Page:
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The Utah Natural Heritage Program (UTHP) was initiated in late summer 1988 and has functioned as an ongoing biological survey of the state with an emphasis on rare or declining species. It serves as a centralized data repository, acquiring range wide information regarding rare plant and animal species for use by land managers as well as for the evaluation of conservation needs. As well as being used by government agencies, data are used in responding to requests for information from non-government organizations and private interests. Data can be used in the assessment of species’ conservation status state-wide and, in coordination with adjoining states, range-wide. The Utah Division of Wildlife Resources developed a plan for a statewide inventory of sensitive species that was approved by the Utah Reclamation Mitigation and Conservation Commission in February 1995. A subsequent cooperative agreement funded, early on, a UTHP report (Stone 1998) that summarized “the distribution and status of rare and endemic plants in Utah.” With it as a guide, funding continued to support the acquisition of data from numerous dynamic sources, i.e., herbarium collections, other-source survey reports, in-house completed surveys, published literature and knowledgeable individuals, and then the entry and incorporation of that data into a database of Element Occurrences, i.e., the habitat occupied by a local population. Notable sources of collection data have been the Stanley L. Welsh Herbarium, Brigham Young University, the Garrett Herbarium, University of Utah, and the Intermountain Herbarium, Utah State University. Having management responsibility for Utah’s rare and endemic species, the Bureau of Land Management, U.S. Forest Service and the U.S. Fish and Wildlife Service have funded and shared the results of countless plant surveys. These herbaria and Federal management agencies have been and continue to be the primary sources for plant data. The state of Utah is unique in the richness of its endemic and rare flora. Only four states, i.e., California, Florida, Texas, and Oregon, equal or exceed Utah in their numbers of rare plant species (Stone 1998). In the recent edition of A Utah Flora (Welsh et al. 2003) forty-one taxa new to science were named. As these new taxa are evaluated for potential addition to a dynamic list of species of conservation concern, there are others that have gone through the process of addition to Federal Agency sensitive species lists, field data gathering, a status reevaluation and, perhaps, the determination that they are not of conservation concern. These taxa are removed; others, however, remain at various levels of concern on agency sensitive species lists, and there are those few of significant enough conservation concern to be listed as threatened or endangered under the Endangered Species Act. Summarized here is information on 100 of those plants that remain, i.e., all of Utah’s federally listed and candidate species, species for which data are still being gathered, most of which have Federal Agency status, and species that are newly named and potentially of conservation concern.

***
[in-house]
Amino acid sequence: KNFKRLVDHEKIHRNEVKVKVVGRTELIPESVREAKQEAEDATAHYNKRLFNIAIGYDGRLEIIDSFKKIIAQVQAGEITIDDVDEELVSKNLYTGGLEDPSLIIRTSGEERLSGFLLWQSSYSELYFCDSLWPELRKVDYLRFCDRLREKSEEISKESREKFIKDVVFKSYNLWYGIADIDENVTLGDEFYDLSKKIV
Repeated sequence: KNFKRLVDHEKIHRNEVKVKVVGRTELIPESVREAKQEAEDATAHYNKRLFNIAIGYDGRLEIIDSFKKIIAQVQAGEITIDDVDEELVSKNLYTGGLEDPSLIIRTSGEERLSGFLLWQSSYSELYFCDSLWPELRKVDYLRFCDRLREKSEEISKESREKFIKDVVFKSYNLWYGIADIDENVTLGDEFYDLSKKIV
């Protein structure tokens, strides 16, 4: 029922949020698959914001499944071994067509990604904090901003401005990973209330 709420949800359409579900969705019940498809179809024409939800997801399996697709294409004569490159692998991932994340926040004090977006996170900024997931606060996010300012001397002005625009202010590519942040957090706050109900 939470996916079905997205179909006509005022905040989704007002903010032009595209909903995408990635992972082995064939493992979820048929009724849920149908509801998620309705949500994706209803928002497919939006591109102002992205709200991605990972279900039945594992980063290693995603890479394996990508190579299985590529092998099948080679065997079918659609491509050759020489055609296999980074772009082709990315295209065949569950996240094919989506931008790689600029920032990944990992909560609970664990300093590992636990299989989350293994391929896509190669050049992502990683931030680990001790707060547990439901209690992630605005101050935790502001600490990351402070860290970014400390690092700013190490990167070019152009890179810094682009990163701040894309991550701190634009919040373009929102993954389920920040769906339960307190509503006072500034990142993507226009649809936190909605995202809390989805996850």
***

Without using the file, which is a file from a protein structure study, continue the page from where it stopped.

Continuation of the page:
Cooperative Agreement Number 1-FC-UT-00840